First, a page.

Large Cardboard Boxes | Facts and Economics on Cardboard Recycling, Recycled Packaging, Clamshell and Blister Packaging and Large Cardboard Boxes – post 2

Facts and Economics on Cardboard Recycling, Recycled Packaging, Clamshell and Blister Packaging and Large Cardboard Boxes – post 2

This post will address recycling challenges and waste management concerns with regards to plastics and thermoforms. Thermoforms would be used as a general term for clamshell packaging and blister-style packs. Another post would probably be devoted to their user-friendliness to consumers or to the manufacturer’s desire to use them. Large cardboard boxes here seem to be on the good side of the spreadsheet with corrugated boxes showing almost 77 percent regeneration.*

Thermoforms are made from good-quality resin which makes them suitable for reuse. The challenges with consumer packaging and thermoforming-style wraps come mainly from the fact that there are no facilities in place, or existing ones are inefficient, to process them and drive their price low enough. Processing would be a general set of activities including collection, separation, baling and transportation to demand areas. Furthermore, complexity in the waste management process derives from their odd shapes and sizes. Unlike thin neck bottles or plastic-tub style containers, clamshell packaging is difficult to identify in materials recycling facilities, often mixed in with corrugates, cardboard boxes, inks, adhesives. The SPI code (list of acronyms) could be used to identify them but this would involve a highly inefficient manual process which would drive the cost of this type of recyclate prohibitive to any reasonable demand.

To achieve some efficiency in the waste-management process, thermoform packaging centers could be built and optical sorters installed – this might be a tall order considering global market situation. Another method, more economically viable at this time, is to make use of the existing recycling facilities and procedures for PET (polyethylene terephthalate) and mix in the thermoforms with them. While this is achievable, it presents an additional set of complications which are rooted in the difference between plastic bottles (highly recyclable) and thermoforms. The disparity is market driven – the majority of plastic bottles have uniform shape and serve a similar purpose. Clamshell packaging differs greatly in design specifications and product requirements. An example could be packaging for food with barrier and anti-spoilage requirements versus electronics or pipe wrapping etc. Further issues could stem from non eco friendly products. Eco friendly in this context meaning manufacturing with recycling in mind.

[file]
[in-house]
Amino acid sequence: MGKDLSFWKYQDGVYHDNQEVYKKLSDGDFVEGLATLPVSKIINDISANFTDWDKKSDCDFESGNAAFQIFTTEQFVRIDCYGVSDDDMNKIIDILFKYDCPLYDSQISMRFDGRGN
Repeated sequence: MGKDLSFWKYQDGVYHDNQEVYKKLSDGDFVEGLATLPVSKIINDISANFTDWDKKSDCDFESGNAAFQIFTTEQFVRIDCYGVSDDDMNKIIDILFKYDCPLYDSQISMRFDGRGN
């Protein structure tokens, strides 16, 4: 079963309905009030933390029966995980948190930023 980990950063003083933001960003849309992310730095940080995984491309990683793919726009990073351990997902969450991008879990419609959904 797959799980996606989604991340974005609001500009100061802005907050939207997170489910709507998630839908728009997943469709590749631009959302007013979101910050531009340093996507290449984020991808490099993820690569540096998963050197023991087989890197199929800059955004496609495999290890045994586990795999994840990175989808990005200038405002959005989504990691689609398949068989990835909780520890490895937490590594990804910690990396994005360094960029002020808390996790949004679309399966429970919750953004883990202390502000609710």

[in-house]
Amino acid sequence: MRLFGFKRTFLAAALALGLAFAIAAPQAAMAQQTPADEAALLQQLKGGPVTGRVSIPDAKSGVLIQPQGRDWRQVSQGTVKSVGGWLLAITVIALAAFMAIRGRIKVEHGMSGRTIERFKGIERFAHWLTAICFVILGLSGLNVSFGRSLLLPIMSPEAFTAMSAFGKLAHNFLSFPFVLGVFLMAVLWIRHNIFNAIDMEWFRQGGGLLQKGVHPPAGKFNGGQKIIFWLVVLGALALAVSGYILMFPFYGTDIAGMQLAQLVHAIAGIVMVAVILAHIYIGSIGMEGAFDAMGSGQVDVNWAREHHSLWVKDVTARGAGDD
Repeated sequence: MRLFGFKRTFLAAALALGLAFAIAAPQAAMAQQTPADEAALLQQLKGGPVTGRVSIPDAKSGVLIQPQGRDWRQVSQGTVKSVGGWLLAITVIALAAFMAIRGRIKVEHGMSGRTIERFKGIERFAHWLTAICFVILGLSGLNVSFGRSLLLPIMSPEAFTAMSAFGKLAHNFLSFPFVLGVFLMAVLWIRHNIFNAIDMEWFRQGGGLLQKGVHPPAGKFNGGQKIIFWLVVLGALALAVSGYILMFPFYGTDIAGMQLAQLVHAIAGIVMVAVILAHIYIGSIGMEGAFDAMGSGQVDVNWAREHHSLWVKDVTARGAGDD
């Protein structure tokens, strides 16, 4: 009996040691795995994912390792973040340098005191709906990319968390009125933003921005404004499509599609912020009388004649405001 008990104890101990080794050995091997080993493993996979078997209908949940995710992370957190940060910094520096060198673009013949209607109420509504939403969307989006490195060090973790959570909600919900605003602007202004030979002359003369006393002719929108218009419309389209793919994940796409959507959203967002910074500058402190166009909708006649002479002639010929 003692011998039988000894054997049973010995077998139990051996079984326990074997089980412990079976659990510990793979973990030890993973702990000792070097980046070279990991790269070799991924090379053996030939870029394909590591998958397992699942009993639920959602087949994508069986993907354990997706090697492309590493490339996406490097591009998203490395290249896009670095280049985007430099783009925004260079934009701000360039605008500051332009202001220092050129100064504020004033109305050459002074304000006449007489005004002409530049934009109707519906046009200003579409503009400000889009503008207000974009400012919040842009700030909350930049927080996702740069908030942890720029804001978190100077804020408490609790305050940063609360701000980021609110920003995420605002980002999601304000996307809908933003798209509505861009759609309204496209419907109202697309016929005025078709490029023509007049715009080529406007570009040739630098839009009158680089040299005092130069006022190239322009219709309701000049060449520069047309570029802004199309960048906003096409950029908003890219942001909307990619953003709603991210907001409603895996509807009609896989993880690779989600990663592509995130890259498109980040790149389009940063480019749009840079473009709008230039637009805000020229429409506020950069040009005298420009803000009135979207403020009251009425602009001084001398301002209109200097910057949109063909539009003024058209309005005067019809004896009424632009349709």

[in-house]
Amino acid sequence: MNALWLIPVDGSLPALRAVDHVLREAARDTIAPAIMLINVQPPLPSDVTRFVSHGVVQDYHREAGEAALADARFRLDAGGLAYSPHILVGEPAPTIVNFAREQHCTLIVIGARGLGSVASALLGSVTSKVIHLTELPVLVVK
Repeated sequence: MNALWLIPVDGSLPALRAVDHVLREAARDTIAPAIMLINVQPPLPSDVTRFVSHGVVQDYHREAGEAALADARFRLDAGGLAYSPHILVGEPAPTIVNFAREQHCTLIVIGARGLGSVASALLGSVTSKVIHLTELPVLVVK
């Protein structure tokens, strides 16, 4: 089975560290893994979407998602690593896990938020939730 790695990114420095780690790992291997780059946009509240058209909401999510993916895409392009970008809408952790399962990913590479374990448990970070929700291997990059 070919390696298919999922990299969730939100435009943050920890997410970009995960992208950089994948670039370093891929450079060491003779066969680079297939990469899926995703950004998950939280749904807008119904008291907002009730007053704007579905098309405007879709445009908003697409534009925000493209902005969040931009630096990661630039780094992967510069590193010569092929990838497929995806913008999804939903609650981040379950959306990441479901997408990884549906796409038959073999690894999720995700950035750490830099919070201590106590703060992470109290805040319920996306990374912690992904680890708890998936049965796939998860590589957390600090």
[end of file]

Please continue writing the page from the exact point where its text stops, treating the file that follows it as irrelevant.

Despite the economic situation from in the last two years or so, demand for recycled PET and high density polyethylene (HDPE) remains high. In addition, the quality of the recycled PET in the US is high and valuable. Waste management companies often find themselves in situations where their baled products are better off exported overseas than sold to local reclaimers. To this end, closing of the manufacturing cycle is important – produce high-value recyclate from the same material type. Example here is bottles from recycled bottles and thermoforms from thermoforms etc. Mixing the collection and separation stages of the waste management process would lead to economics of scale. The two products should not be baled and mixed together since this would present a high contamination risk and threaten to spoil the value of the recycled PET. Threats come from facts that some thermoforms have different melting point, some of them are mixed with biodegradable ones, some with barrier features which could undermine the quality of the resulting recycled plastic.

Thermoforms would most likely remain popular and grow in demand in the future. Studies by HP or Wal-Mart show various viewpoints on the matter including customer testimonials. Nevertheless, there are many retailers who mandate products to come packed in clamshells or blisters. This only proves that the number of thermoforms in the waste stream will increase. There are bodies such as National Association for PET Container Resources, Association of Post Consumer Plastic Recyclers together with US Environment Protection Agency with plenty of advice, recycling facts and best practices. The best approach could be in the middle – like the plastic bottles handling of the US States – it tends to differ between the states with deposit on bottles or returns by the pound etc. While being friendly to the environment is important, curbside collection technology and recycling processes have to ensure that the price of the recycled plastics and thermoforms is competitive with the price of new virgin raw materials. Inexpensive overseas labor, lack of legislation or compliance there and existence of government subsidies for raw materials have to all be factored in the effort to increase the recovery percentage of plastic and get closer to the numbers for large cardboard boxes and corrugated fiberboard.

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*http://www.epa.gov/wastes/nonhaz/municipal/pubs/msw2008data.pdf

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